Don't have a heart attack when you see the potential shortfall. College is so expensive, in many cases you are never going to be able to pay the entire bill, so your goal is to fund part of it and use other sources to make up the balance. "There are other ways to pay for college than using your own money and that is other people's money, which includes Pell Grants, student loans, scholarships, student loans, work-study and employer-funded scholarships," says Gassman. "There is so much out there that can help pay for college."

How to make an investment change

If you're considering changing investment options, you have a couple of choices. First, you could switch to another investment option within the plan you're in, or you could move your funds to a plan in another state or to an independent plan.

In either case, be aware that IRS rules permit only one such switch per year, although Congress has authorized a one-time special exception allowing two changes in 2009. However, if you make a beneficiary change, you can also make an investment option change. A beneficiary change involves moving 529 assets from one child to another -- if the first child decided not to go to college, for example.

Changing investment options in your current plan can generally be done online.

To move funds from one plan to another, you generally have to fill out paperwork and wait for the transfer to occur. Pay close attention to IRS rules and make sure the transfer occurs within 60 days or you'll trigger more tax consequences.

Investment option changes

Before you make an investment option change, carefully consider what you're hoping to accomplish and not changing solely for the sake of change. The most legitimate reasons to make an investment option change in a college include preserving principal, increasing the potential for higher future returns or lowering your costs.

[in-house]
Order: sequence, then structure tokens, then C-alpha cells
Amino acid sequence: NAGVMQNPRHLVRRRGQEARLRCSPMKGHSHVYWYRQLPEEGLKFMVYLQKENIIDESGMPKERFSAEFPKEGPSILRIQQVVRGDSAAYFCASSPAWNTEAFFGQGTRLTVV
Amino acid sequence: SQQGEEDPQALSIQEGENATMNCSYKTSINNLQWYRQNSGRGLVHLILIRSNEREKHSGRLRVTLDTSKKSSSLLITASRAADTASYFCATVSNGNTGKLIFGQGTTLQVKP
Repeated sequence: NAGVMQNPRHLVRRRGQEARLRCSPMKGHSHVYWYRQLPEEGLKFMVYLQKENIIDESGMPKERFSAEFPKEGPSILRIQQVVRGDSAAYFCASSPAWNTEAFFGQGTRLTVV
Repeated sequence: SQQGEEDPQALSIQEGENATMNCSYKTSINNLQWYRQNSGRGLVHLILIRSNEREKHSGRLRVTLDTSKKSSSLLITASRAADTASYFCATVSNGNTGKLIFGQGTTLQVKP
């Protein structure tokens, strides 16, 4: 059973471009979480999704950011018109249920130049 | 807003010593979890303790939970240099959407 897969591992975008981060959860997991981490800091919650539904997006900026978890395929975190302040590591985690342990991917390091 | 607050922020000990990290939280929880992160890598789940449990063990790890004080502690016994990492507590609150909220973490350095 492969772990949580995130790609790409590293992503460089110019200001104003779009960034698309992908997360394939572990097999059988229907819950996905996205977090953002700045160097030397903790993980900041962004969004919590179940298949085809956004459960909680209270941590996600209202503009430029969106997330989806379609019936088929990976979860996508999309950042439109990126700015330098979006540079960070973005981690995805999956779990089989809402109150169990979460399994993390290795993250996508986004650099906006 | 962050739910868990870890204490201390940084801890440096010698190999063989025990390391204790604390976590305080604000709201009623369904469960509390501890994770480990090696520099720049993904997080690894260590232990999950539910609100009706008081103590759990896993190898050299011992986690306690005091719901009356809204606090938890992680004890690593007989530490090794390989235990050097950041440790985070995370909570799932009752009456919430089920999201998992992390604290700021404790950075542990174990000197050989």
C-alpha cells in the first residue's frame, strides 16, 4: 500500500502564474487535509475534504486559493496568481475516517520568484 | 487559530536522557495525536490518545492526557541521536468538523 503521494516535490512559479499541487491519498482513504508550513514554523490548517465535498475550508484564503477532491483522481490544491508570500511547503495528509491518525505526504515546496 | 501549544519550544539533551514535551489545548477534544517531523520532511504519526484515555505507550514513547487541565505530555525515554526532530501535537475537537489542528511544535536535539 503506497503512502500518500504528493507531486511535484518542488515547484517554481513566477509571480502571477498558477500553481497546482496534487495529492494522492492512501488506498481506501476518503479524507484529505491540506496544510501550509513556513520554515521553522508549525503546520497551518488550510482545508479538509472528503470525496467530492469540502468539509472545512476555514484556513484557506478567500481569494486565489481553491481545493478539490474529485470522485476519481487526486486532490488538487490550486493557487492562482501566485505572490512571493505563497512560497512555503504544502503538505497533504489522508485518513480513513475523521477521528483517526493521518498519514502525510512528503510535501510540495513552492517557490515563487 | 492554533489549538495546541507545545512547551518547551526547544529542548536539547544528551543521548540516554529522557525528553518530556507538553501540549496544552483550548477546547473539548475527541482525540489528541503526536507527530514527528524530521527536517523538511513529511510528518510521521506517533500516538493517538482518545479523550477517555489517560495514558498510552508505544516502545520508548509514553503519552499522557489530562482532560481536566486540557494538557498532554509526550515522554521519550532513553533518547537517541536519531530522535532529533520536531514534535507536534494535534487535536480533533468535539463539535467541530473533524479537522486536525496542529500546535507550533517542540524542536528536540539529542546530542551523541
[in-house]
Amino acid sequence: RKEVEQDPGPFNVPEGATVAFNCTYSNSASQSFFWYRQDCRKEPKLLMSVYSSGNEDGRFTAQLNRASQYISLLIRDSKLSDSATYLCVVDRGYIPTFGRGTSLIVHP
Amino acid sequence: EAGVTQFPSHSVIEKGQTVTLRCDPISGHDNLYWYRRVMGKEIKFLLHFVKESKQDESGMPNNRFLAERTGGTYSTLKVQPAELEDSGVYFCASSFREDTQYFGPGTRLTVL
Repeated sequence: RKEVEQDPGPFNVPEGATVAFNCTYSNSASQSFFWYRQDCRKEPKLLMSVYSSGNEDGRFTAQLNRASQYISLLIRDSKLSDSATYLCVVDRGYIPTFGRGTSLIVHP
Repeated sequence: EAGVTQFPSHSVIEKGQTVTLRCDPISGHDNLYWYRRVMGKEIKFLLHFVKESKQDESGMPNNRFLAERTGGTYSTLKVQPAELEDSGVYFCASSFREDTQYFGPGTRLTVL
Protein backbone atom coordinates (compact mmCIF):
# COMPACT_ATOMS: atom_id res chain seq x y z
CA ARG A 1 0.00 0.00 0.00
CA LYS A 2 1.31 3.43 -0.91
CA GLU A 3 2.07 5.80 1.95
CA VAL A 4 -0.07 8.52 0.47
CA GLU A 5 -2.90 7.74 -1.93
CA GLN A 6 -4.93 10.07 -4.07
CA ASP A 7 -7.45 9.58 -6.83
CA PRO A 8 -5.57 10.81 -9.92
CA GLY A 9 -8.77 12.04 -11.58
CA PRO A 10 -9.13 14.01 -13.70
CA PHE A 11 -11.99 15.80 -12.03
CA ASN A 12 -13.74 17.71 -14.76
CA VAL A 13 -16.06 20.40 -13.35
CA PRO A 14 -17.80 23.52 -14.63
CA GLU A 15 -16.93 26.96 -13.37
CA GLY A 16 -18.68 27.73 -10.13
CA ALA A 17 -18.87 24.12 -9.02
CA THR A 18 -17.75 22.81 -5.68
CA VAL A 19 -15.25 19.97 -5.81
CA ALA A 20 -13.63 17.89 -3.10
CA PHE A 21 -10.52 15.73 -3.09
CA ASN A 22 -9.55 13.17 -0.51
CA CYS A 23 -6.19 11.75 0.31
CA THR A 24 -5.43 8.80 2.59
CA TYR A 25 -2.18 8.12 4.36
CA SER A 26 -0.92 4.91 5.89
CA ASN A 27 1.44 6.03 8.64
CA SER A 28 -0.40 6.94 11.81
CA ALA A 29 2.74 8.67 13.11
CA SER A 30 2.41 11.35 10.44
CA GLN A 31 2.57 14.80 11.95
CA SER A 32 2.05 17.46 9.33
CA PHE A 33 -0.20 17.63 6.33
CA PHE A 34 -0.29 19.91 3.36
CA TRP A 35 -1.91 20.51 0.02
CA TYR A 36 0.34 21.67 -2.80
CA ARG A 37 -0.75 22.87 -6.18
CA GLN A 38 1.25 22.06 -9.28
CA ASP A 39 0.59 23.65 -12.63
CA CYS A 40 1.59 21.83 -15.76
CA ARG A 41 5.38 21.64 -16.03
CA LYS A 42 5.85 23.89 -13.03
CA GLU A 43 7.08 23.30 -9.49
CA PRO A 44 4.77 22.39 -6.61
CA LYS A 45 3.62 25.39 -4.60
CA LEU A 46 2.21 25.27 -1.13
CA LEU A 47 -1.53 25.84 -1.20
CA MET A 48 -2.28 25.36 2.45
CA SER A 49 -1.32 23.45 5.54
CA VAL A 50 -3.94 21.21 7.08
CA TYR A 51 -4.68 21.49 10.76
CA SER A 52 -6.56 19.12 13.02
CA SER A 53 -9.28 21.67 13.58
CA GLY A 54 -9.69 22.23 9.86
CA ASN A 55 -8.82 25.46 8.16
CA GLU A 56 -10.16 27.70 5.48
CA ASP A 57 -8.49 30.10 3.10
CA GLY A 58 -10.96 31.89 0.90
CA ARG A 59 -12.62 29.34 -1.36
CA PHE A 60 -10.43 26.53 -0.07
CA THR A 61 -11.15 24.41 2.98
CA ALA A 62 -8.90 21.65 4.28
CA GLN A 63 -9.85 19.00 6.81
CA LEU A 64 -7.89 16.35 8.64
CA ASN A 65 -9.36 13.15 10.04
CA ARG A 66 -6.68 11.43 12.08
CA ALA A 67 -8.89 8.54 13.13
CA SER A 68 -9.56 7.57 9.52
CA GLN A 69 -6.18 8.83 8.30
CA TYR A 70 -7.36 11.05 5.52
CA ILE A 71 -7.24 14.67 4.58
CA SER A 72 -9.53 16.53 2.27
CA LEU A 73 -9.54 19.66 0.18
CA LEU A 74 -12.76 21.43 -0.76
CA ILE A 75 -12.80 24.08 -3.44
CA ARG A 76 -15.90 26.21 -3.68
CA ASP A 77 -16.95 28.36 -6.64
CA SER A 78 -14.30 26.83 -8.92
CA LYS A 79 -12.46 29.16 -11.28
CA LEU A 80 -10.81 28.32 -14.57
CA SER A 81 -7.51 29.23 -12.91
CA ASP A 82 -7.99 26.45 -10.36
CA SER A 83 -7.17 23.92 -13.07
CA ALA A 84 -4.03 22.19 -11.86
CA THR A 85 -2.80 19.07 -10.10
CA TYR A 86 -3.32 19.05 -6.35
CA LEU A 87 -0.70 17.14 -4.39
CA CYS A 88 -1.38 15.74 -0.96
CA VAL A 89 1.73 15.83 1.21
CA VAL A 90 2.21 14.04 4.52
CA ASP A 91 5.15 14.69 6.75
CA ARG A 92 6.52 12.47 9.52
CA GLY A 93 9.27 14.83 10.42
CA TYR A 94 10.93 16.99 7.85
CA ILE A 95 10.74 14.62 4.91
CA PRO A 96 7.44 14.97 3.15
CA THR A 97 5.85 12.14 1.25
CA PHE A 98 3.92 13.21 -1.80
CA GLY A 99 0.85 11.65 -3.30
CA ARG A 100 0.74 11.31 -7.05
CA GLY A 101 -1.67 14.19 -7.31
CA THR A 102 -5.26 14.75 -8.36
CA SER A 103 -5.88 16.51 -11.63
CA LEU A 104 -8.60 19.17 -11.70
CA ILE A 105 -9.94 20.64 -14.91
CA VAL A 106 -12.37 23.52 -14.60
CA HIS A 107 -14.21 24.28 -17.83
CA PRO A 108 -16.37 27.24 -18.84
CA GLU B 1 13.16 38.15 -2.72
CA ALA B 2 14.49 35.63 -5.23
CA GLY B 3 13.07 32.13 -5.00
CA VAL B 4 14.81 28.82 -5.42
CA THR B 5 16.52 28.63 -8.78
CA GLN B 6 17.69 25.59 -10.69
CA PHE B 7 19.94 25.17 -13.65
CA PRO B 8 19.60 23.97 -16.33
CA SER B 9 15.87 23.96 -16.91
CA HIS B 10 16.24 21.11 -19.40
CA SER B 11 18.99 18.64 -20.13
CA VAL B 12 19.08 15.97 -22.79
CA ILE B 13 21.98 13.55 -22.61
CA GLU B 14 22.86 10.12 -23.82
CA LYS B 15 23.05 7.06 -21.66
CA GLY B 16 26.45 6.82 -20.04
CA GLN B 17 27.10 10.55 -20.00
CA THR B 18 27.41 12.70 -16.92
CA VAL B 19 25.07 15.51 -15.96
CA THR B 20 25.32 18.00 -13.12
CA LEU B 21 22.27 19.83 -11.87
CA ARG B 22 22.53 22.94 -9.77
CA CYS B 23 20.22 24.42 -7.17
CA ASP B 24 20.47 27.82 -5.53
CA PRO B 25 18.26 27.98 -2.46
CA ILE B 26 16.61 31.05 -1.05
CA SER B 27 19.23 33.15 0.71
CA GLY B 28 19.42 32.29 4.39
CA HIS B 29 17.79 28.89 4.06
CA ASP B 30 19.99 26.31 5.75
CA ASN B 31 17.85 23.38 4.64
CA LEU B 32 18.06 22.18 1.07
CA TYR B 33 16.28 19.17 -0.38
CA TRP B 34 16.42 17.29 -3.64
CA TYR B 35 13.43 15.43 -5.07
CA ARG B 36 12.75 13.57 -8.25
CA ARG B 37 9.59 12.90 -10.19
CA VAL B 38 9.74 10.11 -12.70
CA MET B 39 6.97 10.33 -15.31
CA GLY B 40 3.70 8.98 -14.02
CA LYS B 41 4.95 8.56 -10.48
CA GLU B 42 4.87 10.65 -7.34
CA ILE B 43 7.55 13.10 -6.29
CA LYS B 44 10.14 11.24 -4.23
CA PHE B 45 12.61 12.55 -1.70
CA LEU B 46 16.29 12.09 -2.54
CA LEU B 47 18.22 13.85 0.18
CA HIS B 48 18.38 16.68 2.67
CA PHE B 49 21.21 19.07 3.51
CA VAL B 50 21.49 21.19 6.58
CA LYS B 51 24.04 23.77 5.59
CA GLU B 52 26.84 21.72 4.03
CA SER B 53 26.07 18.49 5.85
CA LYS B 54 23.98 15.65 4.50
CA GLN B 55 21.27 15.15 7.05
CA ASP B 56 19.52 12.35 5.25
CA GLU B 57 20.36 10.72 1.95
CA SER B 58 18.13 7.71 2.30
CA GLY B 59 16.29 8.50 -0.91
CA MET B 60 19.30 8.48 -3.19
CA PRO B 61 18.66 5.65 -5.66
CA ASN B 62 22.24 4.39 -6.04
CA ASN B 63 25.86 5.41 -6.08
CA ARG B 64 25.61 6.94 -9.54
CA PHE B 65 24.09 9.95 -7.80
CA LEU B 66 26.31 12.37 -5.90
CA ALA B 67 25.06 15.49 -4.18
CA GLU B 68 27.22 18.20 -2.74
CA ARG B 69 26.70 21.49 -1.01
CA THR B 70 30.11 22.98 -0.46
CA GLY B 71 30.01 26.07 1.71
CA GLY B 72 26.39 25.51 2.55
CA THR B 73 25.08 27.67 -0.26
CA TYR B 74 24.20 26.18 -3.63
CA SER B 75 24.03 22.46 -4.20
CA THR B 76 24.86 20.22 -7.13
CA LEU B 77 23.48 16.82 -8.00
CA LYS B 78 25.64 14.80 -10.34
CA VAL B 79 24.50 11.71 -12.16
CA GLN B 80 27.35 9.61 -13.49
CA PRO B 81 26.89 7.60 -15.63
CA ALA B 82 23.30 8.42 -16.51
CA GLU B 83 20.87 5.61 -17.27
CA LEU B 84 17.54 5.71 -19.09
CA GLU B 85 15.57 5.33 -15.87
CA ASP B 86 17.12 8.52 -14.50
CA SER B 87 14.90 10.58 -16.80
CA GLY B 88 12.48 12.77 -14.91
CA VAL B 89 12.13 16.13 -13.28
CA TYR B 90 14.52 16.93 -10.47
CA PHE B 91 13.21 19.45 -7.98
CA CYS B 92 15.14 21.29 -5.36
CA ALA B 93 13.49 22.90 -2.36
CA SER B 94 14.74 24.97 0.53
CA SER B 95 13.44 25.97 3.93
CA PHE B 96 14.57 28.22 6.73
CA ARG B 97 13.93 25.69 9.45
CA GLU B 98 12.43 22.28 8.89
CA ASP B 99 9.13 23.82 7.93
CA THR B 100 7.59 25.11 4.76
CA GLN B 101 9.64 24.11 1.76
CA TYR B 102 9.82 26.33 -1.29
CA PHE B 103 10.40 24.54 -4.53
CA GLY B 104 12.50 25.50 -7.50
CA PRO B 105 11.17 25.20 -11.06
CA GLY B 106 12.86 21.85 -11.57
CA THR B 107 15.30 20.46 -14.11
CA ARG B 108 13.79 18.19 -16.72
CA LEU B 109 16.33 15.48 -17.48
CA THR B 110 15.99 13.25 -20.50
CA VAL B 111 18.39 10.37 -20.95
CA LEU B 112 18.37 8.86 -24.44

"When looking at what you're invested in, reconsider your options and think about how you feel about risk, given the economic environment, how much you might be able to contribute going forward and see where that leaves you," Kim says. "Step back, and say to yourself, 'How do I feel about risk, given what's just happened in the markets?'"

  • Seeking safety. If safety is your goal, choose an investment option such as a money market account, stable value plan or certificate of deposit. To Gassman, preserving principal is the most important goal.

    "This money has to be there when college comes up," he says. "Maybe I won't hit the target of what I need, but this way I will at least not lose any principal. It can make sense to cut your losses on your investments and preserve what you've got left because it is not likely that the market is going to turn around quickly."

    Even if you have more than a few years before your child or children go to college, there is no guarantee the market will turn around in time for you to meet your financial objectives. In fact, it's always possible that you could lose more money, says Ken Borokhovich an associate professor of finance at Cleveland State University in Ohio.

    The problem with playing it safe is that it practically guarantees you won't have enough money when it comes time to pay the bills, Borokhovich says. "If you play it too safe and don't end up with enough money to reach whatever goal you had for funding college expenses, you will have failed to do what you set out to do," he says.